Also found in: Thesaurus, Medical, Financial, Acronyms, Idioms, Encyclopedia, Wikipedia.
Until and till can be prepositions or conjunctions. There is no difference in meaning between until and till. Till is more common in conversation, and is not used in formal writing.
If you do something until or till a particular time, you stop doing it at that time.
If you want to emphasize that something does not stop before the time you mention, you can use up until, up till, or up to.
If something does not happen until or till a particular time, it does not happen before that time.
You can use until or till with phrases beginning with after.
Don't use 'until' or 'till' to say that something will have happened before a particular time. Don't say, for example, 'The work will be finished until four o'clock'. You say 'The work will be finished by four o'clock'.
From is often used with until or till to say when something finishes and ends.
In sentences like these, you can use to instead of 'until' or 'till'. Some American speakers also use through.
You only use until or till when you are talking about time. Don't use these words to talk about position. Don't say, for example, 'She walked until the post office'. You say 'She walked as far as the post office'.
Instead of a noun phrase, you can use a subordinate clause after until or till. You often use the present simple in the subordinate clause.
You can also use the present perfect in the subordinate clause.
When you are talking about events in the past, you use the past simple or the past perfect in the subordinate clause.
Don't use a future form in the subordinate clause. Don't say, for example 'Stay here with me till help will come' or 'I'll wait here until you will have had your breakfast'.
Past participle: tilled
|Noun||1.||till - unstratified soil deposited by a glacier; consists of sand and clay and gravel and boulders mixed together|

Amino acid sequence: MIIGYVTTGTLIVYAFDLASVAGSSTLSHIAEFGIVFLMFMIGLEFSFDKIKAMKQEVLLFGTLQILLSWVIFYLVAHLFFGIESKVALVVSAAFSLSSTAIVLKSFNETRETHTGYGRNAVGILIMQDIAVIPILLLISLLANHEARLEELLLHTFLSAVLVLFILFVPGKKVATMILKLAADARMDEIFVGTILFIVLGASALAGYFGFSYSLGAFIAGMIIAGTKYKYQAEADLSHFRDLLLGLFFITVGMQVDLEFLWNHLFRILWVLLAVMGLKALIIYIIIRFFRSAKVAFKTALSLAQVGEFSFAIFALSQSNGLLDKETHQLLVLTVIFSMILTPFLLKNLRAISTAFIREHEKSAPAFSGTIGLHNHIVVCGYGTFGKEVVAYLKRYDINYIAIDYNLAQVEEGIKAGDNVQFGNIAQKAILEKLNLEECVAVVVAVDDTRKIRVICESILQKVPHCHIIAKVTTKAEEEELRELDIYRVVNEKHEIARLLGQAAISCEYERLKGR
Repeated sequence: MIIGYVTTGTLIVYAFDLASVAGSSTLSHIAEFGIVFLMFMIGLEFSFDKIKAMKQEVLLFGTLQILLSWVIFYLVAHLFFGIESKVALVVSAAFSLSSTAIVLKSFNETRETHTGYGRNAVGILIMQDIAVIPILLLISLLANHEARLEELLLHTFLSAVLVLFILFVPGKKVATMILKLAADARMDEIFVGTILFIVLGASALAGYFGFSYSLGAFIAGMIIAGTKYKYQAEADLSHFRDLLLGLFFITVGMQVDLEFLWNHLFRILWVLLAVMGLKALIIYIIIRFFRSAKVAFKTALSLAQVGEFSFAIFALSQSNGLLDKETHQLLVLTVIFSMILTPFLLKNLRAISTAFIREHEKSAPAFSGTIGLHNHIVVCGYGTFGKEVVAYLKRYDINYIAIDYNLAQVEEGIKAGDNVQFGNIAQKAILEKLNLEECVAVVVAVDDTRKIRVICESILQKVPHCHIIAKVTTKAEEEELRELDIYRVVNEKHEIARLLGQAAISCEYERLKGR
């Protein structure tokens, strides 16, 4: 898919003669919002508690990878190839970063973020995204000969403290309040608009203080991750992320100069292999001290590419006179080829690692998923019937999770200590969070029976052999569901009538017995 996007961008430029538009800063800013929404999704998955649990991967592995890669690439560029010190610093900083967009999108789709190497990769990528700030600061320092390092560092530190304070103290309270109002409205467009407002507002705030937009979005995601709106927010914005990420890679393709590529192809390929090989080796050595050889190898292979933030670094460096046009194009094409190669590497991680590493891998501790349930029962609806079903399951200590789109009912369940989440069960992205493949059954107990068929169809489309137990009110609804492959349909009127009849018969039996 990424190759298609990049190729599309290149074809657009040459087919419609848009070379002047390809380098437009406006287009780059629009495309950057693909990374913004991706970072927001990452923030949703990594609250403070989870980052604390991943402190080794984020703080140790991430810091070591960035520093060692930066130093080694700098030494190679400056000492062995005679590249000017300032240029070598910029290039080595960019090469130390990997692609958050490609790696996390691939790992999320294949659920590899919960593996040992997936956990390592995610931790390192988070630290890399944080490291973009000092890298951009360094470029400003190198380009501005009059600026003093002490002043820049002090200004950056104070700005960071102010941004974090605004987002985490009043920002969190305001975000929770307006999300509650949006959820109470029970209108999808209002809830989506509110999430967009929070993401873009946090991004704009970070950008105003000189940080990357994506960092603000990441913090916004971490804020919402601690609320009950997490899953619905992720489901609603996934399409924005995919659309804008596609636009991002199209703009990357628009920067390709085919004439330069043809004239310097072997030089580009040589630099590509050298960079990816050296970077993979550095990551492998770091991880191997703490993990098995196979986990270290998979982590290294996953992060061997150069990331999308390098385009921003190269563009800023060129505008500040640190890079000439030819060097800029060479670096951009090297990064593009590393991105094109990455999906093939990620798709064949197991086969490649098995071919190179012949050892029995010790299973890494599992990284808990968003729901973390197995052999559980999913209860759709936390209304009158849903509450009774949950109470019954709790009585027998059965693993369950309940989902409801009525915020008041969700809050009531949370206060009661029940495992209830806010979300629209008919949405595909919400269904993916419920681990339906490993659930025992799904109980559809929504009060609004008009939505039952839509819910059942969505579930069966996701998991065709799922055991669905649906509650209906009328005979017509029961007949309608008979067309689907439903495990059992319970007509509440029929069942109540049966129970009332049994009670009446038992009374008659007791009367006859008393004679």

|2.||till - a treasury for government funds|
|3.||till - a strongbox for holding cash |
cash register, register - a cashbox with an adding machine to register transactions; used in shops to add up the bill
|Verb||1.||till - work land as by ploughing, harrowing, and manuring, in order to make it ready for cultivation; "till the soil"|
work on, work, process - shape, form, or improve a material; "work stone into tools"; "process iron"; "work the metal"
plow, plough, turn - to break and turn over earth especially with a plow; "Farmer Jones plowed his east field last week"; "turn the earth in the Spring"
hoe - dig with a hoe; "He is hoeing the flower beds"
till1 [tɪl] VT (Agr) [+ land, soil] → cultivar, labrar
till3 [tɪl] N (for money) (= drawer) → cajón m; (= machine) → caja f, caja f registradora
they caught him with his hand or fingers in the till → lo cogieron robando (dentro de la empresa )
I waited till ten o'clock → J'ai attendu jusqu'à dix heures.
not ... till → pas ... avant
It won't be ready till next week → Ça ne sera pas prêt avant la semaine prochaine.
Till last year I'd never been to France → Avant l'année dernière, je n'étais jamais allé en France.
till now → jusqu'à présent
till then → jusque-là